The Great Hunter: Orion

As the stars have just given me a half decent showing in La France I thought I’d share a quick note on one of the prominent constellations in the Northern hemisphere throughout the winter.

Orion is linked, as many of the great constellations, to Greek mythology. Orion is believed to be a once mighty hunter, so large that it was said he could kill any animal on earth. As fate would have it he was killed by one of the smallest, a scorpion crawled out of a hole and stung him on his foot. The gods then took pity on him and brought him back to life and placed him in the stars for ever.

Orion was in love with Pleiades (‘The Seven Sisters’ or ‘nymphs’ daughters of the sea god Neptune) who he can be seen pursuing across the night sky hoping for their reunion. Orion’s path to his loves is unfortunately blocked by the great bull, Taurus. Orion is seen raising his club in his right hand to ward of the bulls attack.

 

Figure 1: Constellation of Orion.  

Central red ‘star’ of the sword in the Orion Nebular M42, clearly visible with the naked eye and one of the best examples in the night sky.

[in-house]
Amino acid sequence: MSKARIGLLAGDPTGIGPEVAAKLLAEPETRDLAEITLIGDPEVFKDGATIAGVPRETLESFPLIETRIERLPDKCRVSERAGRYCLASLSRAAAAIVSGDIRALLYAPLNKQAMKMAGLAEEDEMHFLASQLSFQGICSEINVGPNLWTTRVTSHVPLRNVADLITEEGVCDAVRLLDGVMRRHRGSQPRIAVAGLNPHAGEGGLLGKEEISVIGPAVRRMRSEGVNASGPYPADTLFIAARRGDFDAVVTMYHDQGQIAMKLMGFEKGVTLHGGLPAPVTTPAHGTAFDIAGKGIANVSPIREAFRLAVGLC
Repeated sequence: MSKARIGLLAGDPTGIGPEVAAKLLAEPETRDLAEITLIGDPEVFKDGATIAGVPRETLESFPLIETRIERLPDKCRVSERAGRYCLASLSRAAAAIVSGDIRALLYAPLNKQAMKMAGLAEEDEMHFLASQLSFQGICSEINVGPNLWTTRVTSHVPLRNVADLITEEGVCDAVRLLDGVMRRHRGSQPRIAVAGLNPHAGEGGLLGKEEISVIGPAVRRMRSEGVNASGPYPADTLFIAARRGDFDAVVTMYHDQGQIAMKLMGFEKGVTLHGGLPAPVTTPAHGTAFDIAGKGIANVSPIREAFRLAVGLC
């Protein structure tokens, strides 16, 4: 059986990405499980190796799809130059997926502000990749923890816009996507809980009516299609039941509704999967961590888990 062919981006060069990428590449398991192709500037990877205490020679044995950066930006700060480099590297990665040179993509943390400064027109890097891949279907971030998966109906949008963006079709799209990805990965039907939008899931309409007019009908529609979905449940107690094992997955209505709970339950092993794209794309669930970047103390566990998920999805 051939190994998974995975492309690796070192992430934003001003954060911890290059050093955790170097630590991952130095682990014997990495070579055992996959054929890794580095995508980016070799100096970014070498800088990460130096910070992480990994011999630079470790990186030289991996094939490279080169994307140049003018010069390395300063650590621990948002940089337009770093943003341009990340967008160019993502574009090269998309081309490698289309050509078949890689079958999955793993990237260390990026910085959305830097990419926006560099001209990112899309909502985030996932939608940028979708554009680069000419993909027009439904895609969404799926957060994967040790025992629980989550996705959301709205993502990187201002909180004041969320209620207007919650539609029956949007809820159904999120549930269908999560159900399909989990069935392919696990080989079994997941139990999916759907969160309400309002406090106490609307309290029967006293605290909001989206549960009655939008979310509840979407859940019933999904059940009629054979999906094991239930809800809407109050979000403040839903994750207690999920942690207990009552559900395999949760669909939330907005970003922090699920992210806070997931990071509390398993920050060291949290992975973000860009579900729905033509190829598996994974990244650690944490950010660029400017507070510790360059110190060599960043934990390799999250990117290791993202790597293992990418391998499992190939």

The classic profile of Orion with his broad shoulders, three jewelled belt with sword attached is one that many people will recognise if not know its name (see figure 1).  Unlike much of the constellation the central star of his sword is not actually a star at all but in fact the Orion Nebula. Gaseous Nebulas, such as Orion’s, are areas of new star formation within vast clouds of hydrogen gas. These young stars give off huge amounts of ultra violet light which excites the hydrogen gas around it causing it to glow a pinkish colour. Often stars can be seen as clusters within the centre of theses nebula, which is the case with Orion. The Nebula found in Orion is only the visible part of a much larger Gigantic Interstellar Cloud of gas and dust which covers the entire constellation. This extensive cloud can be detected in infrared wavelengths.

Straddling the celestial equator Orion can be seen in full from almost any position on the globe, making it a potentially useful navigational tool in locating other constellations for those who are unfamiliar with southern constellations or struggle to remember each individually.

Hope this quick insight into one of our greatest night time spectacles will have inspired you to get out and see what you can find, and if not then you can simply wait for the next exciting installment, or even better join us on the woodland ways weekend during these colder months for a better view and a clear explanation of the night sky!

Happy star gazing folks.

Danny Hodgson, Apprentice Instructor